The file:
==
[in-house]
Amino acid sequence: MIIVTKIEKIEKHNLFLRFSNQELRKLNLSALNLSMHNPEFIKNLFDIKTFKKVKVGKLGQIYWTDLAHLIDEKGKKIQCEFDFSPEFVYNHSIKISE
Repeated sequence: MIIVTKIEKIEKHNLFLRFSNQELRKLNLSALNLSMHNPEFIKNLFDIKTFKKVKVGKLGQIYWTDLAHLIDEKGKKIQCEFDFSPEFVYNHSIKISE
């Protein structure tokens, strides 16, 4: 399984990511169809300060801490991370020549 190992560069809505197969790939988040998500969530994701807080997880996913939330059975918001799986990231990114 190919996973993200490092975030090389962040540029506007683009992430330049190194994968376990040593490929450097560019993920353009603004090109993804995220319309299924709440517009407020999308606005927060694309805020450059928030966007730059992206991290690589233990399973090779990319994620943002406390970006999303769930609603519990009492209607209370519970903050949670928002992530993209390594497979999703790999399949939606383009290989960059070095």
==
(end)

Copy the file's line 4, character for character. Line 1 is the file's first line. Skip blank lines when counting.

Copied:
């Protein structure tokens, strides 16, 4: 399984990511169809300060801490991370020549 190992560069809505197969790939988040998500969530994701807080997880996913939330059975918001799986990231990114 190919996973993200490092975030090389962040540029506007683009992430330049190194994968376990040593490929450097560019993920353009603004090109993804995220319309299924709440517009407020999308606005927060694309805020450059928030966007730059992206991290690589233990399973090779990319994620943002406390970006999303769930609603519990009492209607209370519970903050949670928002992530993209390594497979999703790999399949939606383009290989960059070095």